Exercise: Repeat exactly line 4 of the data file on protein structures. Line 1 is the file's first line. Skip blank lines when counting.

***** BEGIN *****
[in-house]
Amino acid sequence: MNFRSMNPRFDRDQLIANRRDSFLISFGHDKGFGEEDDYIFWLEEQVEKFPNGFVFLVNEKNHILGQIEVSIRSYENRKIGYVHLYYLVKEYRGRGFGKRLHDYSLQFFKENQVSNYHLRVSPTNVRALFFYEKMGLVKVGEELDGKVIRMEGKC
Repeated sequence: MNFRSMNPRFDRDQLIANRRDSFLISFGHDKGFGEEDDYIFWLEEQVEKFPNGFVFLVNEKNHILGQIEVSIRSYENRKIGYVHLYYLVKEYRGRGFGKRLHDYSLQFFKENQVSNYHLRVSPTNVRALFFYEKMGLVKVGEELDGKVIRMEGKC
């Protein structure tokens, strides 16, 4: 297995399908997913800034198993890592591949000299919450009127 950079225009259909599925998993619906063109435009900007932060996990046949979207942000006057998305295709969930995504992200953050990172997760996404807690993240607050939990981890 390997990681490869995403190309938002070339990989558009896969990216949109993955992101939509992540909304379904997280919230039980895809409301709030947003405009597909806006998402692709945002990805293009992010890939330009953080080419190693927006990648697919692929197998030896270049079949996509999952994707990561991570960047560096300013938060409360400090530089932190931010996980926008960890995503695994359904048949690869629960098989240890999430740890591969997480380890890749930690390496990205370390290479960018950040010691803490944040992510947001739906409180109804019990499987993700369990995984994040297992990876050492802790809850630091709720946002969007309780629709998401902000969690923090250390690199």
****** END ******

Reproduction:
């Protein structure tokens, strides 16, 4: 297995399908997913800034198993890592591949000299919450009127 950079225009259909599925998993619906063109435009900007932060996990046949979207942000006057998305295709969930995504992200953050990172997760996404807690993240607050939990981890 390997990681490869995403190309938002070339990989558009896969990216949109993955992101939509992540909304379904997280919230039980895809409301709030947003405009597909806006998402692709945002990805293009992010890939330009953080080419190693927006990648697919692929197998030896270049079949996509999952994707990561991570960047560096300013938060409360400090530089932190931010996980926008960890995503695994359904048949690869629960098989240890999430740890591969997480380890890749930690390496990205370390290479960018950040010691803490944040992510947001739906409180109804019990499987993700369990995984994040297992990876050492802790809850630091709720946002969007309780629709998401902000969690923090250390690199």